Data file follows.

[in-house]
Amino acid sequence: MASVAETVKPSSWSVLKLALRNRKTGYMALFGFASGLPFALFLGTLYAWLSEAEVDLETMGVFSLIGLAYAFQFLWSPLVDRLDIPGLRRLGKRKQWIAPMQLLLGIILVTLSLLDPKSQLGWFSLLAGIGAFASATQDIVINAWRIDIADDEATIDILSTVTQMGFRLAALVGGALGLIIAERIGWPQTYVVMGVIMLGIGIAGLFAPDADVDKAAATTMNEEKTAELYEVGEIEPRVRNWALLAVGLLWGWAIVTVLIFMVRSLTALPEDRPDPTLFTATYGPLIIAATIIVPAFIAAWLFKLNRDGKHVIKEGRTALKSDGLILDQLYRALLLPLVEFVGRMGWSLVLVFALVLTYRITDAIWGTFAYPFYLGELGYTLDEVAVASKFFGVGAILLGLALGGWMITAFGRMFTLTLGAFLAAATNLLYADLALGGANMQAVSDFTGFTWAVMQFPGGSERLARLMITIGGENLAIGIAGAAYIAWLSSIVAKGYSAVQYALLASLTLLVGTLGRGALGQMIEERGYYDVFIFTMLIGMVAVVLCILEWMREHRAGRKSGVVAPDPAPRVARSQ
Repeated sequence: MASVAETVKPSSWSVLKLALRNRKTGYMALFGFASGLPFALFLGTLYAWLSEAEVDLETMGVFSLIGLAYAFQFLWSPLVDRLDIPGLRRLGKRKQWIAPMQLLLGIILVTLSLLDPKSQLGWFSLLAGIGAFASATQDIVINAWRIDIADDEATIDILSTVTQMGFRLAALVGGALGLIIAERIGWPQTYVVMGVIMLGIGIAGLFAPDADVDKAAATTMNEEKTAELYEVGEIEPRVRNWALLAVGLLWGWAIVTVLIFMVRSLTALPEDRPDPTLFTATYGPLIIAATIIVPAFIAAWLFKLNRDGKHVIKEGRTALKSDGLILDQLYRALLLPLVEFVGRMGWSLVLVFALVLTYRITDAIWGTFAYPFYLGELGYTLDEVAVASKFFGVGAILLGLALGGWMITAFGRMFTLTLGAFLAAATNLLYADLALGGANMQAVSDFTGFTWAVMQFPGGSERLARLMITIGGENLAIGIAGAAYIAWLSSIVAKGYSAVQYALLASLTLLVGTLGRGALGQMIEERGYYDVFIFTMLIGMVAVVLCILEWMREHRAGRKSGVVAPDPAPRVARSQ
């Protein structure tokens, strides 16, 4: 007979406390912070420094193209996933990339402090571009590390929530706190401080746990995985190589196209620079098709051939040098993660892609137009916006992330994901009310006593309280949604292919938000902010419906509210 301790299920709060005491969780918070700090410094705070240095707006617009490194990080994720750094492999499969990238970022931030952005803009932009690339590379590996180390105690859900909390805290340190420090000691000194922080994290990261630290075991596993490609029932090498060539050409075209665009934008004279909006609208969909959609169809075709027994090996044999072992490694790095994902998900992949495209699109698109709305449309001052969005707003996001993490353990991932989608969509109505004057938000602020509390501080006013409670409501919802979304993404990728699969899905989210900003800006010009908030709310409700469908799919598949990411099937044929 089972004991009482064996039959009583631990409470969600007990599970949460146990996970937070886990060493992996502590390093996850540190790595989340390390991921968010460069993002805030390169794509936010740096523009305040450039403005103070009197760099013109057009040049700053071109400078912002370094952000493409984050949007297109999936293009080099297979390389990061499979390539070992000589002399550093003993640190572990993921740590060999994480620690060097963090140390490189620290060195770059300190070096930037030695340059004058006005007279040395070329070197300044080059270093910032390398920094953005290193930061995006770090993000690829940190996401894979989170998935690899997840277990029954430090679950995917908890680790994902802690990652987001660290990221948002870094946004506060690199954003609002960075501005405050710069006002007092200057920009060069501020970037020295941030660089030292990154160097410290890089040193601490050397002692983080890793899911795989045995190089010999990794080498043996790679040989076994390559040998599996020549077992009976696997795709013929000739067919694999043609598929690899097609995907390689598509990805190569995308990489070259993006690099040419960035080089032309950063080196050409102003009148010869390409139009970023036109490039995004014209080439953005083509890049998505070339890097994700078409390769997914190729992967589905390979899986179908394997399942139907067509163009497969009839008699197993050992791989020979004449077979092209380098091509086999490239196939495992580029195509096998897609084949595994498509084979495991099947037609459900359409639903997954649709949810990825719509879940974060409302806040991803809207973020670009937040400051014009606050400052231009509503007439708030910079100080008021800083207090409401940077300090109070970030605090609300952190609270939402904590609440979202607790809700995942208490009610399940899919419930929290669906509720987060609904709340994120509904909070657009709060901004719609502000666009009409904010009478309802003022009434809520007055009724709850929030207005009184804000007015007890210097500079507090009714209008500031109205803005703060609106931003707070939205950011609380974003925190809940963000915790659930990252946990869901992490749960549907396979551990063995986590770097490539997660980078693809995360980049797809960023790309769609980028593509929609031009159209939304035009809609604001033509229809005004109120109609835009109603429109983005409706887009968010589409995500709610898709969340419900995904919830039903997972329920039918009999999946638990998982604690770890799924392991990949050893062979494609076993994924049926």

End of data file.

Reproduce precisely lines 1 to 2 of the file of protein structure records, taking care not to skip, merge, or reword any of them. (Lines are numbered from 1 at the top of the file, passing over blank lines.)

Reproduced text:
[in-house]
Amino acid sequence: MASVAETVKPSSWSVLKLALRNRKTGYMALFGFASGLPFALFLGTLYAWLSEAEVDLETMGVFSLIGLAYAFQFLWSPLVDRLDIPGLRRLGKRKQWIAPMQLLLGIILVTLSLLDPKSQLGWFSLLAGIGAFASATQDIVINAWRIDIADDEATIDILSTVTQMGFRLAALVGGALGLIIAERIGWPQTYVVMGVIMLGIGIAGLFAPDADVDKAAATTMNEEKTAELYEVGEIEPRVRNWALLAVGLLWGWAIVTVLIFMVRSLTALPEDRPDPTLFTATYGPLIIAATIIVPAFIAAWLFKLNRDGKHVIKEGRTALKSDGLILDQLYRALLLPLVEFVGRMGWSLVLVFALVLTYRITDAIWGTFAYPFYLGELGYTLDEVAVASKFFGVGAILLGLALGGWMITAFGRMFTLTLGAFLAAATNLLYADLALGGANMQAVSDFTGFTWAVMQFPGGSERLARLMITIGGENLAIGIAGAAYIAWLSSIVAKGYSAVQYALLASLTLLVGTLGRGALGQMIEERGYYDVFIFTMLIGMVAVVLCILEWMREHRAGRKSGVVAPDPAPRVARSQ